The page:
Don’t Be a 5 Pointer, Be an Evangelical Calvinist Instead
December 27, 2012 § 15 Comments
I think the primary reason you should avoid becoming a 5 point Calvinist is because it starts with a faulty doctrine of God. It starts with a doctrine of God that does not start where the Bible starts; it starts with a conception of God that is philosophical and not revelational. It only moves to the revelational after it has first conceived of God philosophically. Most 5 point Calvinists appeal to Aristotelian categories and Thomas Aquinas’ synthesis of Aristotle’s categories to provide a grammar for speaking of God. The problem with doing this is that God is, when philosophically conceived first, emphasized as a singularity, a philosophical monad and thus this approach struggles with coming to terms with the fact that God is personal, relational, and Triune. If God is emphasized as a singularity, and a philosophical monad, then the way this kind of God, who must remain unmoved by his creation, comes to relate to his creation through static impersonal decrees and through secondary causation built into creation itself. Ultimately, we are presented with a God in this view, that is sub-personal, and relates to his creation in Law-like fashion.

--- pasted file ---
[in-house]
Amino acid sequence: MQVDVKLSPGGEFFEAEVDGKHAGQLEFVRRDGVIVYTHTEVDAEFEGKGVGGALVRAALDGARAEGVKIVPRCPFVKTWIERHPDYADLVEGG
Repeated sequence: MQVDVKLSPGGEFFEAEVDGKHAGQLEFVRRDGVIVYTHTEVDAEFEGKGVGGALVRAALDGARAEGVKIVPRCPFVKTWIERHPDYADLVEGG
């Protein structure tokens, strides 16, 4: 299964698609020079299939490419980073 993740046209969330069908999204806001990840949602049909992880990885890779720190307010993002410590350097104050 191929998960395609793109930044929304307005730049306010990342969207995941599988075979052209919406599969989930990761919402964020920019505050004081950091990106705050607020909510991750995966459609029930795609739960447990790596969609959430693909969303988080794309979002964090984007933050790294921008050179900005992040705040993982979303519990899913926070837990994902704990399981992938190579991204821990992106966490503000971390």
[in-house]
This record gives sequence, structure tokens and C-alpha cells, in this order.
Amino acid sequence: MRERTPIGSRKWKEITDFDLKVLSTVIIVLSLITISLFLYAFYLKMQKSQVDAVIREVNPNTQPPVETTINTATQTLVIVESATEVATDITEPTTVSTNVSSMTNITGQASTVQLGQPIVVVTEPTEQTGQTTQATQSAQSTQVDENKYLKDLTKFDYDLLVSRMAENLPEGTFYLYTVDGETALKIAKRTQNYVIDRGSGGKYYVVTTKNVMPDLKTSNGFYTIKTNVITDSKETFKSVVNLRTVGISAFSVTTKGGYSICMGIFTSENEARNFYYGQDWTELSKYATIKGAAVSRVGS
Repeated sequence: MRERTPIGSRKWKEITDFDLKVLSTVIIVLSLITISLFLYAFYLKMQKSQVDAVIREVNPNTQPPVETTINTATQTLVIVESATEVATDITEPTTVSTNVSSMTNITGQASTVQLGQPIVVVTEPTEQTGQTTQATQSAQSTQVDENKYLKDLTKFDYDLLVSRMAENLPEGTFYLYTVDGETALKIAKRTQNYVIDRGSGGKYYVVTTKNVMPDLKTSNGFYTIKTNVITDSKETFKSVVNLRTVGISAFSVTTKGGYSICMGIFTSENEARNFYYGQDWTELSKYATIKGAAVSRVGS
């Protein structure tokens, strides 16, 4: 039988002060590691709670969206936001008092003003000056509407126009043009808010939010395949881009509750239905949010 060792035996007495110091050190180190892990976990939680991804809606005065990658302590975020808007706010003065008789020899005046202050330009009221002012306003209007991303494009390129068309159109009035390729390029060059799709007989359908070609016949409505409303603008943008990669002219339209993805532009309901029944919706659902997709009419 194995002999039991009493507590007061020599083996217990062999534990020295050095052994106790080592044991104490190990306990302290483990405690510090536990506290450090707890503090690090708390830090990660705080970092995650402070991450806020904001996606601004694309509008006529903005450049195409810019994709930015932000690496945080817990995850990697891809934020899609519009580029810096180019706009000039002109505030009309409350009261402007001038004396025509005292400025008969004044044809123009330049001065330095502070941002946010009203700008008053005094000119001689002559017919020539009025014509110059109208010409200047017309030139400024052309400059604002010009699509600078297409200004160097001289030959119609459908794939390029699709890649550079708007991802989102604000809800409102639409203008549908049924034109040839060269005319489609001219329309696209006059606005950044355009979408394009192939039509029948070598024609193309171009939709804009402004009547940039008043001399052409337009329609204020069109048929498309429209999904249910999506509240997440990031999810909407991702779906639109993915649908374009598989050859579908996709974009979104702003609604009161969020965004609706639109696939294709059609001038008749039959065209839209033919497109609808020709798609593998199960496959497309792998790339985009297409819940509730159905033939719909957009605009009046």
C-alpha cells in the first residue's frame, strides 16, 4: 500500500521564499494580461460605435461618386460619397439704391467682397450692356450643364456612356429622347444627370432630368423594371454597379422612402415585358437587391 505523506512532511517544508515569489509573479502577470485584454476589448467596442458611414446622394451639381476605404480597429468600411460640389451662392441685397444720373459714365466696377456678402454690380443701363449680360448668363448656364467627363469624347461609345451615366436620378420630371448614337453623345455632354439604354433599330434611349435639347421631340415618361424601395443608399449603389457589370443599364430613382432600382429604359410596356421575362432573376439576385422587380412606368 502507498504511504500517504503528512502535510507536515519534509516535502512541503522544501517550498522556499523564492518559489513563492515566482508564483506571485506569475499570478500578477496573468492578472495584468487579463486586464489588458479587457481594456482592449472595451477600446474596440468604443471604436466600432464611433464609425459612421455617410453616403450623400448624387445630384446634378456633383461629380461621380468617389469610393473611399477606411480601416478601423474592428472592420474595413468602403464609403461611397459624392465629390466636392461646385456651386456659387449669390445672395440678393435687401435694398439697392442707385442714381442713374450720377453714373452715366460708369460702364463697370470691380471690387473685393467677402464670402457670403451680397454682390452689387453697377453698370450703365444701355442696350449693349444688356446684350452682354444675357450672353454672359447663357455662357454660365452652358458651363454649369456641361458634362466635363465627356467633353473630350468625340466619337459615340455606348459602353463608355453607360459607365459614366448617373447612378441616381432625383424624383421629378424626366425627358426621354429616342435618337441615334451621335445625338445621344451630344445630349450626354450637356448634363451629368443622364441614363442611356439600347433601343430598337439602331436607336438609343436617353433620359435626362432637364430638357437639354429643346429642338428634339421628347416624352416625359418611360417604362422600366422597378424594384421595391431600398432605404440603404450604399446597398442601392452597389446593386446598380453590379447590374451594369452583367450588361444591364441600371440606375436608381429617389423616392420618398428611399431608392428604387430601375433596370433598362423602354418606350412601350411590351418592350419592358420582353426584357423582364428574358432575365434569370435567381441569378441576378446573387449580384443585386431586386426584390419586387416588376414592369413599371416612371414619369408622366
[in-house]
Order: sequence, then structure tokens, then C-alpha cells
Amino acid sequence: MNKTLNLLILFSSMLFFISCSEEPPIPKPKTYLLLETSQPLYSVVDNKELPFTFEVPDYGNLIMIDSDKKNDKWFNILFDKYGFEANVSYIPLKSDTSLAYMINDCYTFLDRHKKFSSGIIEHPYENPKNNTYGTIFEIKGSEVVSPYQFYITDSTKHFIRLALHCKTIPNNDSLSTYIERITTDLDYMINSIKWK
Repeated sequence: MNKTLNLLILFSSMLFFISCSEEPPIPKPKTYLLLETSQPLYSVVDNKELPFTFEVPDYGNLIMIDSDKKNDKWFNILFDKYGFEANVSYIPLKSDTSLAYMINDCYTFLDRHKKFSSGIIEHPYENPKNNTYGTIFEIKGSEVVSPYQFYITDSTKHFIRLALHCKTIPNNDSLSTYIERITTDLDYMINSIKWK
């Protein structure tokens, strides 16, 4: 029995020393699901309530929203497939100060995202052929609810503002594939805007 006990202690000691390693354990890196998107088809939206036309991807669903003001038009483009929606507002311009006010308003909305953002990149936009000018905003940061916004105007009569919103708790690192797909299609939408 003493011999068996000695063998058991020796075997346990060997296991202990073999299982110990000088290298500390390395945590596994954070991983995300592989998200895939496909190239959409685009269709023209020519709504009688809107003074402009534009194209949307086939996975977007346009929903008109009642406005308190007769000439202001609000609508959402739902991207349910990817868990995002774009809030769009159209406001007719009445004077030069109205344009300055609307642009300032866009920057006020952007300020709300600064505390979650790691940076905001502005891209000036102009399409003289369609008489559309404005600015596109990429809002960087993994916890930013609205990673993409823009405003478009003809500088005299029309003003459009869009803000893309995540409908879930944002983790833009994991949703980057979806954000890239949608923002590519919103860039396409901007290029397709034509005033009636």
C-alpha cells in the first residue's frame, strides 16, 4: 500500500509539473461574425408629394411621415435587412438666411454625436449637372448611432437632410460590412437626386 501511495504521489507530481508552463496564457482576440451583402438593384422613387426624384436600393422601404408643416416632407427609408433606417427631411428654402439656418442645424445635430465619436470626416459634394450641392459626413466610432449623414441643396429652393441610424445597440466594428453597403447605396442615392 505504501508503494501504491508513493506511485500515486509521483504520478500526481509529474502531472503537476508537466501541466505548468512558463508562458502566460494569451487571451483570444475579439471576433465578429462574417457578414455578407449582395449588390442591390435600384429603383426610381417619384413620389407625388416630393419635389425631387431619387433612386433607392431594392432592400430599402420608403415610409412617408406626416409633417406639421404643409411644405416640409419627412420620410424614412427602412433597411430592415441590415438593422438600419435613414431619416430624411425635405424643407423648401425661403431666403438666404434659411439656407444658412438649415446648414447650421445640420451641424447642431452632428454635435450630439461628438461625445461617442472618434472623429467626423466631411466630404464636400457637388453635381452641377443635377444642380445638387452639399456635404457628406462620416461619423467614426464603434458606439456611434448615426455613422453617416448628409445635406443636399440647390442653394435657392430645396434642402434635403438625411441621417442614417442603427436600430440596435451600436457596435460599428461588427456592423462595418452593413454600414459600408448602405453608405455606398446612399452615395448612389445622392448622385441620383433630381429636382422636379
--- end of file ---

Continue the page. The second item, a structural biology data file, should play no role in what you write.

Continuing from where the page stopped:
It is true, 5 point Calvinists, many, in the history and contemporaneously, have sought to overcome this kind of impersonalness of God, so conceived, through a warm hearted piety; but that is not what is under consideration here. What is under consideration here—by way of theological taxis (order)—is whether or not the underlying doctrine of God that stands behind said warm hearted modes of 5 point Calvinism actually is able to fund this pietism in a way that is corollary with the background doctrine and procrustean bed it is built upon. I would assert that it is not corollary, and thus no matter how hard someone tries to be a pious 5 point Calvinist, there will always be this thread of a Law-like God woven through their piety that will eventually bleed through into their teaching, preaching, and practice. If this is the case, and I think it is, why not abandoned this kind of Calvinism for a version that starts where God starts, in his Son, as the Son of the Father through the communing life of the Holy Spirit. You could throw your hat in with us Evangelical Calvinists … as a matter of fact, why don’t you?